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VACCINE

German panel keeps advice against AstraZeneca jabs for over-65s

Germany's vaccine commission on Friday maintained its advice against using AstraZeneca's coronavirus vaccines on older people, despite the EU regulator's decision to authorise it for all adults in the bloc over 18 years old.

German panel keeps advice against AstraZeneca jabs for over-65s
A nurse filling up an AstraZeneca jab in the UK. Photo: DPA

“Because of currently available data, the Covid-19 vaccine by AstraZeneca is recommended only for people aged 18 to 64 years old,” said the commission in its updated version of its advice.

“The reason is because there is currently insufficient data on the effectiveness of the vaccines on people above 65 years old,” said the commission known as STIKO.

The advice by the panel of medical experts will be taken into account by the government as it officially draws up its decree on usage of the vaccine.

The restriction recommended by STIKO has raised a debate in Germany over whether there needs to be a change in the order of who gets vaccinated first.

The country is currently prioritising older age groups, but questions have been raised about whether AstraZeneca’s jabs should immediately be offered to workers in essential jobs, such as teachers and police officers.

READ ALSO: German health ministry denies reports that AstraZeneca jab is less effective on elderly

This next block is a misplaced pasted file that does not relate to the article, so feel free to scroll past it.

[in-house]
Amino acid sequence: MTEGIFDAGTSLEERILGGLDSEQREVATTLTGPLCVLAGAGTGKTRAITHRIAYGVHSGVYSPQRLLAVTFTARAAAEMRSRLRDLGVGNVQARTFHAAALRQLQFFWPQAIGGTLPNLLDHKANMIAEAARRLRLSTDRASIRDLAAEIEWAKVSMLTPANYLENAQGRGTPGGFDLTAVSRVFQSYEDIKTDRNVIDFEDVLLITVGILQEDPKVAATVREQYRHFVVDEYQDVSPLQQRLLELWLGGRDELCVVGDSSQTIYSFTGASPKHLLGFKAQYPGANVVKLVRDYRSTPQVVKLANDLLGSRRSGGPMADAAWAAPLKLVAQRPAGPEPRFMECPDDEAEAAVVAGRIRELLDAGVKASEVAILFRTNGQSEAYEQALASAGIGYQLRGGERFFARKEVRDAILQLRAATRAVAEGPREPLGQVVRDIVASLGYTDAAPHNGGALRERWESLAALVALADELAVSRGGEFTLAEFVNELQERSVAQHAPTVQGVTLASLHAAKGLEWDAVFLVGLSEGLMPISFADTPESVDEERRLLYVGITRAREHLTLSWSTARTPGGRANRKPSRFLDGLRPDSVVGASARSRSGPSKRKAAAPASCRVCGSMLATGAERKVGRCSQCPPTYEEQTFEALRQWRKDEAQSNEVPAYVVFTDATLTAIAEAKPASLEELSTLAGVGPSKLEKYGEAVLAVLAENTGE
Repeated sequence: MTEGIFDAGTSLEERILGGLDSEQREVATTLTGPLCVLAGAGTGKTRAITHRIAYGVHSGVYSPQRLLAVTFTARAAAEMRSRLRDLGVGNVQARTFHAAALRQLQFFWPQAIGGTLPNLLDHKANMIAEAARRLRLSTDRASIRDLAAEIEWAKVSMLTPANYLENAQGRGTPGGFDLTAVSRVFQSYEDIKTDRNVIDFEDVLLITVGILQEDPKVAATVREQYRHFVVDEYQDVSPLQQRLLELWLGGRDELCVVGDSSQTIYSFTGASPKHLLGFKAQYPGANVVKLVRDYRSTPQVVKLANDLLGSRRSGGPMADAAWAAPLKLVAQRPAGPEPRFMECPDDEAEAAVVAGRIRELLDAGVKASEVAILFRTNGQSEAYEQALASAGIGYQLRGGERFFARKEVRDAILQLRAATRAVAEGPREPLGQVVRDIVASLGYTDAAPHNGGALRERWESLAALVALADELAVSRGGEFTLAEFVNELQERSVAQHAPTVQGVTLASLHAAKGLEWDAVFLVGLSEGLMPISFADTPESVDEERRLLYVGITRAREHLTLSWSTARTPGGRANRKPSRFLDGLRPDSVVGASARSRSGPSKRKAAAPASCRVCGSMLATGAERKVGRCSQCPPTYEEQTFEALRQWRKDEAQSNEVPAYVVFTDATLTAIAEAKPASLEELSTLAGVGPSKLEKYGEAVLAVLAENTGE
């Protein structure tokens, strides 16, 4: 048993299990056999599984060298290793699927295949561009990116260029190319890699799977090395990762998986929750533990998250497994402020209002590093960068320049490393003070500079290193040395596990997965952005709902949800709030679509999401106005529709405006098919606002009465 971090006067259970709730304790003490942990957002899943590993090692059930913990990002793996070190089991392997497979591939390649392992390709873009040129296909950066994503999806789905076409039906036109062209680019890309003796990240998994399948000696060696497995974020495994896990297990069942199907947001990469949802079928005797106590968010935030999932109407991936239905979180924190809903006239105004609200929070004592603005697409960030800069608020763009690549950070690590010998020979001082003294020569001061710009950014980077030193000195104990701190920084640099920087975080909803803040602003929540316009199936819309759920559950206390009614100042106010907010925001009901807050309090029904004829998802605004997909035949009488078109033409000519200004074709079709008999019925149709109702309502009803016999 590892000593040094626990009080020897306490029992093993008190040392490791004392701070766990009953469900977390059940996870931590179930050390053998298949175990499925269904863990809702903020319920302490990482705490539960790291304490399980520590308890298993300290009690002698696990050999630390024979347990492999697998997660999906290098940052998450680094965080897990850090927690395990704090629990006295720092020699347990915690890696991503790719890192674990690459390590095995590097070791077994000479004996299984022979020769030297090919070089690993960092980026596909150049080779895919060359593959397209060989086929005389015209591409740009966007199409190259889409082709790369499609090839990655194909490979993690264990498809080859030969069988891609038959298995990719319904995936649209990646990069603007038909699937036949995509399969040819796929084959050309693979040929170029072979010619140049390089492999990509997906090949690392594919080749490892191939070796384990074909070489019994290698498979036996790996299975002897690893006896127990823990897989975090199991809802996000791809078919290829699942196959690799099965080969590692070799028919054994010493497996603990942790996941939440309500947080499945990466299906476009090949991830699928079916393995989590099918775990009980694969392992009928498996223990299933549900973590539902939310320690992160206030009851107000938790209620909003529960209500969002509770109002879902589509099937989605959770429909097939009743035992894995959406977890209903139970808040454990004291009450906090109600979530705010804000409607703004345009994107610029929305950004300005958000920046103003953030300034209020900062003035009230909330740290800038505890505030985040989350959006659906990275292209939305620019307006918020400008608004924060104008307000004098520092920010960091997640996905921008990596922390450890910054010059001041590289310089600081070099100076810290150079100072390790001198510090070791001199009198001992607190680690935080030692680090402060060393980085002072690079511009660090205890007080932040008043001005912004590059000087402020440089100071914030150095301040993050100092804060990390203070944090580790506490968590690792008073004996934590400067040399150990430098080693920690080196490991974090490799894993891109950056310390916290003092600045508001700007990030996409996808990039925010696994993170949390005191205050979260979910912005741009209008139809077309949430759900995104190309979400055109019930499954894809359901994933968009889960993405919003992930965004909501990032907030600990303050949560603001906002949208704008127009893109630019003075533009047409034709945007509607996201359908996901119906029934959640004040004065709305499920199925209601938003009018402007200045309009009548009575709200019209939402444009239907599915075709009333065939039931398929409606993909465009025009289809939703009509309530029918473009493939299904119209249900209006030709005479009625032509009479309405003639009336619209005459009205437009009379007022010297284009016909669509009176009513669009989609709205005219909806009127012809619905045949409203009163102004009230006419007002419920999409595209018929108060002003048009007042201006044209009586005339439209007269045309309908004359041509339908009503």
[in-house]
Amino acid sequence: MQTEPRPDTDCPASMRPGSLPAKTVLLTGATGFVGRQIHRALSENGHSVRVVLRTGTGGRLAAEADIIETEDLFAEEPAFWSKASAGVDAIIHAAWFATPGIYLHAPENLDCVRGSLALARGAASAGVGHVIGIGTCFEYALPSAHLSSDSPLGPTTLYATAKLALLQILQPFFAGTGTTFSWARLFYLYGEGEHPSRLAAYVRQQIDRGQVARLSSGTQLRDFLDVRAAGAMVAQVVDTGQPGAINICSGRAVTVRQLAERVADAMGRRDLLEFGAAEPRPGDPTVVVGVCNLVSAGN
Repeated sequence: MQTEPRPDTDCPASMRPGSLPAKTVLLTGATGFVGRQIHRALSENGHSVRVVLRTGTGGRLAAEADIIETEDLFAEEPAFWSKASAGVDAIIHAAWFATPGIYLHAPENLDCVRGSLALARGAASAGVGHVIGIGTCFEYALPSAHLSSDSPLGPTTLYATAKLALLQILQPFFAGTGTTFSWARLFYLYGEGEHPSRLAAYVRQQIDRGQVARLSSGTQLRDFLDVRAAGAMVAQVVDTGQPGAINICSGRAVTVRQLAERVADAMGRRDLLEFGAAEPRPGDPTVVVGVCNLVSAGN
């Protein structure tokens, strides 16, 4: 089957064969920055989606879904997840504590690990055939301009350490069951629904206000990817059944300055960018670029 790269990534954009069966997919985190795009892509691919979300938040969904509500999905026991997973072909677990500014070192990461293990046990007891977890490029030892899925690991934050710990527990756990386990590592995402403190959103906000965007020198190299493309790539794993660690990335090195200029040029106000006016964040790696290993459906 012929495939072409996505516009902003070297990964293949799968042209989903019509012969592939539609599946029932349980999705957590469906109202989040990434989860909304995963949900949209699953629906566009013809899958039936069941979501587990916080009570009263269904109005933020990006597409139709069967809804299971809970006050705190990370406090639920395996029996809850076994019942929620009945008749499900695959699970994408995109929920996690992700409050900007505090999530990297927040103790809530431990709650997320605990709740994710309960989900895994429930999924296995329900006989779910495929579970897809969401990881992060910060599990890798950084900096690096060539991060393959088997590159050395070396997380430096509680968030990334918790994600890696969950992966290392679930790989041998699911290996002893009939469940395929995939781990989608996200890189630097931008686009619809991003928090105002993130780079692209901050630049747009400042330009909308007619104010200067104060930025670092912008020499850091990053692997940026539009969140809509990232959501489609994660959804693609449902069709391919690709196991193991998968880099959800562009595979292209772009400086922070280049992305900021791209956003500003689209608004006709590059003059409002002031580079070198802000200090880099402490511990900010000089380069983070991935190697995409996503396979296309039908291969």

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VACCINE

‘This can be a good summer’: Half of Germans vaccinated at least once against Covid

One in two Germans have received at least one dose of the coronavirus vaccine, health authorities said Friday, before warning against complacency as the Delta variant is expected to become the dominant strain.

'This can be a good summer': Half of Germans vaccinated at least once against Covid
Jens Spahn. Photo: DPA/Carsten Koall

Some 50.1 percent of the total German population, or 41.66 million people, have now been vaccinated at least once against the coronavirus, the Robert Koch Institute (RKI) said on Friday.

At the same time 29.6 percent of the population now has full protection – that’s just under 25 million people.

“This can be a good summer,” said Health Minister Jens Spahn on Friday, before saying that the country needed to remain vigilant due to the spread of the Delta variant.

RKI President Lothar Wieler meanwhile warned that the numbers also showed that millions of people were still completely unprotected or only partially protected.

In order to largely dispense with the pandemic measures, the German government wants to hit 80 percent immunity – either through complete vaccination or an infection plus vaccination. 

The Delta variant, first identified in India, doubled to just over 6 percent of all new infections in Germany during the week ending June 6th in comparison with the previous seven days.

“By the autumn, it will be the dominant strain,” said Wieler.

It was “biologically logical” for the strain to become dominant simply because it was more infectious, he said.

Germany has eased most restrictions, reopening restaurants, shops, pools and museums in recent weeks as new infections dip sharply.

On Friday, it recorded 1,076 new cases, while the number of new cases over a seven day period continued to drop to 10 per 100,000 people.

Wieler said however that it was necessary to keep wearing masks indoors, such as on public transport or at offices.

“We have achieved really good results but the virus is still active and please let us give this virus no chance,” he urged.

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